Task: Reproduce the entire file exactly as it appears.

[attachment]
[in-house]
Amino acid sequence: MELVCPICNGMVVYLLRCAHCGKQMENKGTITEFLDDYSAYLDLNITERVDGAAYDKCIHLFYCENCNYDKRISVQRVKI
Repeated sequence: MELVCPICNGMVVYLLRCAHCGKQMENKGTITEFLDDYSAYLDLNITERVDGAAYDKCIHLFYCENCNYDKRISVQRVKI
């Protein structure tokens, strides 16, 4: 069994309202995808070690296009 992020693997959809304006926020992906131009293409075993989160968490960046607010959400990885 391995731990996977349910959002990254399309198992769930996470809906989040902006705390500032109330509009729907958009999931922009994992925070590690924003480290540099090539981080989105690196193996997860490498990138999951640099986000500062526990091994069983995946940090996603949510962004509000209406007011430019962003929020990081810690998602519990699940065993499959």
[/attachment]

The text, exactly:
[in-house]
Amino acid sequence: MELVCPICNGMVVYLLRCAHCGKQMENKGTITEFLDDYSAYLDLNITERVDGAAYDKCIHLFYCENCNYDKRISVQRVKI
Repeated sequence: MELVCPICNGMVVYLLRCAHCGKQMENKGTITEFLDDYSAYLDLNITERVDGAAYDKCIHLFYCENCNYDKRISVQRVKI
């Protein structure tokens, strides 16, 4: 069994309202995808070690296009 992020693997959809304006926020992906131009293409075993989160968490960046607010959400990885 391995731990996977349910959002990254399309198992769930996470809906989040902006705390500032109330509009729907958009999931922009994992925070590690924003480290540099090539981080989105690196193996997860490498990138999951640099986000500062526990091994069983995946940090996603949510962004509000209406007011430019962003929020990081810690998602519990699940065993499959």